But we’re stuck because the Senate has passed a bill that would allow companies to apply for duty suspensions that would start with the International Trade Commission, not Congress. SOCMA has been in support of that and both Democrats and Republicans came together to pass this bill under the Customs Reauthorization bill several months ago. The unfortunate thing is that the bill in the House did not include the changes to duty suspension. So we’re at a standstill.

It’s unfortunate because you can really assign a quantitative benefit to it – a company can save $500,000 per year with one duty suspension and if they have multiple they could save millions. 

No. 3 on SOCMA's List: "Extend and make permanent the R&D Tax Credit. Due to the highly innovative nature of specialty chemical manufacturing, significant R&D is devoted to developing a product before it’s sold in the marketplace. Temporary Congressional extension of the R&D tax credit creates uncertainty and impedes innovation. Congress needs to finish its efforts to make the tax credit permanent."

MP: Why has Congress failed to make this tax credit permanent since it was introduced in 1981? It seems like a win for everyone.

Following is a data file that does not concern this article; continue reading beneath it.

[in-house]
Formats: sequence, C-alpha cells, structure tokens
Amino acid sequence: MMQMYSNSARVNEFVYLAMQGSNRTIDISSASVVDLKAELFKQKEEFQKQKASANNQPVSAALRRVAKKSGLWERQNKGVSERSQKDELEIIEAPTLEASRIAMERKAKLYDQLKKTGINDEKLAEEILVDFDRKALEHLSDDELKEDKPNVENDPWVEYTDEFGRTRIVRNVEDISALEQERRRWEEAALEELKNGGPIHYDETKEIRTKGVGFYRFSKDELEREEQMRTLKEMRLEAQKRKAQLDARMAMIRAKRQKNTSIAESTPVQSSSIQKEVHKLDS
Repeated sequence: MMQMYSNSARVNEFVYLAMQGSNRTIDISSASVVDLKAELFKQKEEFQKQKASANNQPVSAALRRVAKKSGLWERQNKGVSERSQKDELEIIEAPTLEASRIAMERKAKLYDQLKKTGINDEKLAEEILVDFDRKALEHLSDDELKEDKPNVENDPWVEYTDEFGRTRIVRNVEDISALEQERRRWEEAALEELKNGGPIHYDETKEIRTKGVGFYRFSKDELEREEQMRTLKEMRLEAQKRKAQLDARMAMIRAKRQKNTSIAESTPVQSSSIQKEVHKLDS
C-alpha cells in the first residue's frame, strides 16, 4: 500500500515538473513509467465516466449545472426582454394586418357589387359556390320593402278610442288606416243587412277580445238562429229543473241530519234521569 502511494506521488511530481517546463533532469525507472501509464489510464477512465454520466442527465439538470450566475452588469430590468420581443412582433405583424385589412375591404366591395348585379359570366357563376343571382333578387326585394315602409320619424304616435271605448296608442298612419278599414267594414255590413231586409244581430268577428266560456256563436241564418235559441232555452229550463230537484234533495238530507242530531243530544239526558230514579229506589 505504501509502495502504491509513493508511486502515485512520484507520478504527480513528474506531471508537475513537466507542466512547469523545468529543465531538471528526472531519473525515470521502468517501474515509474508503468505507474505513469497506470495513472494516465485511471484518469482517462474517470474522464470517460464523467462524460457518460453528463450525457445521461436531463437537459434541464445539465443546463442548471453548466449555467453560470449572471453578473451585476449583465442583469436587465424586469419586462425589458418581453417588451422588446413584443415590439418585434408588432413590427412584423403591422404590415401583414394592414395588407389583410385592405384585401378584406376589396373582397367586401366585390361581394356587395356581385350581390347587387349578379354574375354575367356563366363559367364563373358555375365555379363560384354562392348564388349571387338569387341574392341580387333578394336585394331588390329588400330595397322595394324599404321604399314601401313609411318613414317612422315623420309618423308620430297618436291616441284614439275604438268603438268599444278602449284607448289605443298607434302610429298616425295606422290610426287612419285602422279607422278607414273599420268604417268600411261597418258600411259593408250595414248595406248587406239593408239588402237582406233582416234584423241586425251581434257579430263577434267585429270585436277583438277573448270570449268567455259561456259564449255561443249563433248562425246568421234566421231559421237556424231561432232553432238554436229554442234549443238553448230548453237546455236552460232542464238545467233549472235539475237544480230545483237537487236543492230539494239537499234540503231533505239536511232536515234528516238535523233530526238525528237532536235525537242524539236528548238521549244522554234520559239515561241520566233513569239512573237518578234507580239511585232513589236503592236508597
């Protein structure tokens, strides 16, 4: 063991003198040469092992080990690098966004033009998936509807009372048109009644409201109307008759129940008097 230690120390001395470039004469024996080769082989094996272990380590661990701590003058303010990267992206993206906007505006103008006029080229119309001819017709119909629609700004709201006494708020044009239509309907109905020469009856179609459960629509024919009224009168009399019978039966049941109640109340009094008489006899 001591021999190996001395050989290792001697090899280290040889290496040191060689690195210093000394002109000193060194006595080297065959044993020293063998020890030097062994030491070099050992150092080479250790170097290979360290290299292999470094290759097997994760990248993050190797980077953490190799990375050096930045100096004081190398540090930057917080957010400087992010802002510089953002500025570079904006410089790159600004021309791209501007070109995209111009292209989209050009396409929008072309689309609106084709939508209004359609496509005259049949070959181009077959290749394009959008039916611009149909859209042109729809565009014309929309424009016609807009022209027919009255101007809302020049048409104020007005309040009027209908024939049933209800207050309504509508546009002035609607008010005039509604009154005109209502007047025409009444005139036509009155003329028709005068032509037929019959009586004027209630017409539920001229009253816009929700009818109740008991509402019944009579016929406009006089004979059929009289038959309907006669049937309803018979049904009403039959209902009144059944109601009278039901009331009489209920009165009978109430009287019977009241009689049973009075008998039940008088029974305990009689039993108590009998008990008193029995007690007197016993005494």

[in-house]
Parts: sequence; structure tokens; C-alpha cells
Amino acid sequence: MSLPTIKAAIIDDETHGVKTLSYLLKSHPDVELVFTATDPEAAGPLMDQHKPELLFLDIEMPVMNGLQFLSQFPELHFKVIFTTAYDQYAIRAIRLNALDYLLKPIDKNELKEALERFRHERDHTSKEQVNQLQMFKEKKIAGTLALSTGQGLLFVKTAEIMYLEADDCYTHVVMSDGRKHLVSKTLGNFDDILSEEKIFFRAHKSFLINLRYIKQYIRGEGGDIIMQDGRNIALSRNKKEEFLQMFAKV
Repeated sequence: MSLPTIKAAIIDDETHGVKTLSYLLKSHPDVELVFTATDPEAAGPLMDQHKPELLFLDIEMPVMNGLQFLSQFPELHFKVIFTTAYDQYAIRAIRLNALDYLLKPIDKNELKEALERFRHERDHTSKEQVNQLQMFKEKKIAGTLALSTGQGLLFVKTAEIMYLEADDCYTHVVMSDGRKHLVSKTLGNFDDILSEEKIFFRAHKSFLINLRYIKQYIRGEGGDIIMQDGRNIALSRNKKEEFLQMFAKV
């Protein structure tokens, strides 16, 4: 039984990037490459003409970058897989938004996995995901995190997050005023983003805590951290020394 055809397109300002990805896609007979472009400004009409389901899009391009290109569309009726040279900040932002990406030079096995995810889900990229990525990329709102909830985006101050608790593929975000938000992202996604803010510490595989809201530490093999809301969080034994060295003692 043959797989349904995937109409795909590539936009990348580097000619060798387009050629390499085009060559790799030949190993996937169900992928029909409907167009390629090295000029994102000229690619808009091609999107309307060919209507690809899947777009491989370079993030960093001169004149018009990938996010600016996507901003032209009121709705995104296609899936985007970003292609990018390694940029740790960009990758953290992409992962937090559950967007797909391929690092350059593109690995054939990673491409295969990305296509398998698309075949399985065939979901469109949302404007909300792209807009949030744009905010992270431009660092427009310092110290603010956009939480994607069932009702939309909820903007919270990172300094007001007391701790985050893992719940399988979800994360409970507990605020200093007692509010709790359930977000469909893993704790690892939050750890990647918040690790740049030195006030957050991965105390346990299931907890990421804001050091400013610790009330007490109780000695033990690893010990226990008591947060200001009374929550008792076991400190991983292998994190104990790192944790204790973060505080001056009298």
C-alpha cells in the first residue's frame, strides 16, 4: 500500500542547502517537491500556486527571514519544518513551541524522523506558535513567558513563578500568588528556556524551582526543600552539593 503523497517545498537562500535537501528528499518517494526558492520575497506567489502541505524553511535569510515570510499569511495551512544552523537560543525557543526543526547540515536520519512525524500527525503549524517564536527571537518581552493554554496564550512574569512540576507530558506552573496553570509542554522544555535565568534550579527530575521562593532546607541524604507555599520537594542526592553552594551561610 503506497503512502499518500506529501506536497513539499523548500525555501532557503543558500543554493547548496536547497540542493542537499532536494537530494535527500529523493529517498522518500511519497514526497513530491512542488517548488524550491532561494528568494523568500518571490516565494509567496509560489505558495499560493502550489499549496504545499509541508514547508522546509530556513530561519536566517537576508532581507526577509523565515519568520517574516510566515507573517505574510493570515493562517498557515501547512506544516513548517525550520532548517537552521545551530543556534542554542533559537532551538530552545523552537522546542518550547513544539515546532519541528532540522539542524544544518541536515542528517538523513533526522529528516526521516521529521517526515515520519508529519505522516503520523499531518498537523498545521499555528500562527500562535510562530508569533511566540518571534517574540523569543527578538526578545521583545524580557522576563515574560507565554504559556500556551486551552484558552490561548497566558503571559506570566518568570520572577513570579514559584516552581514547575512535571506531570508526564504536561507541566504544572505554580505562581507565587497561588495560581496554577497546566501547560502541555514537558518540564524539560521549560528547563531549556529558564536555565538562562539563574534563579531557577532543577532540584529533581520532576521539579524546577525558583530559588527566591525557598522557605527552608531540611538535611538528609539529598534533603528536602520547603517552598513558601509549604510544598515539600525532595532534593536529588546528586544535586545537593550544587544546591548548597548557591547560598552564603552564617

BA: This is one of those issues both Democrats and Republicans agree on, but they always disagree on whether or not the credit needs to be offset by revenue somewhere else. Both sides agree it should be permanent – but it’s how you get there. Republicans say that they don’t need to be offset because companies who get the credit are able to generate more revenue and more jobs, and tax revenue is generated by capital expenditures. Democrats feels that there’s needs to be some offset to make up for tax credits.

The tendency has been to make a short-term extension to avoid the fight of offsets. This is so businesses can get the tax credit for R&D until Congress can figure out how to make it permanent – either with a huge reform of the tax code or agreeing on how to offset it. 

MP: Aside from an uncertain business climate, what else is at stake in this debate?
BA: There’s a chance chemical companies could move their R&D somewhere else. We have seen that happening in Canada and Europe where they provide very favorable tax credits.